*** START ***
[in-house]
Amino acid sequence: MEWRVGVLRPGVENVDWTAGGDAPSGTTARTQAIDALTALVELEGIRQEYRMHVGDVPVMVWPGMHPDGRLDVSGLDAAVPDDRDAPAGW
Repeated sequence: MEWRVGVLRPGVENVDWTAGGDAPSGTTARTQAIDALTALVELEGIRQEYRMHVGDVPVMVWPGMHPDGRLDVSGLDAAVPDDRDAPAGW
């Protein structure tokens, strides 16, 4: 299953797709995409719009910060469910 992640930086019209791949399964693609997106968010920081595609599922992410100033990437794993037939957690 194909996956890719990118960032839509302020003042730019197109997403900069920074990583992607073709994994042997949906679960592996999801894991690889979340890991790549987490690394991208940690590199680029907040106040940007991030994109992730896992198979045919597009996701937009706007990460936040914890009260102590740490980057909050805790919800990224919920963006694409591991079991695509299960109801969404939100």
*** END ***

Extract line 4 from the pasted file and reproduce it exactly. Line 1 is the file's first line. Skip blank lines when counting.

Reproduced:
């Protein structure tokens, strides 16, 4: 299953797709995409719009910060469910 992640930086019209791949399964693609997106968010920081595609599922992410100033990437794993037939957690 194909996956890719990118960032839509302020003042730019197109997403900069920074990583992607073709994994042997949906679960592996999801894991690889979340890991790549987490690394991208940690590199680029907040106040940007991030994109992730896992198979045919597009996701937009706007990460936040914890009260102590740490980057909050805790919800990224919920963006694409591991079991695509299960109801969404939100």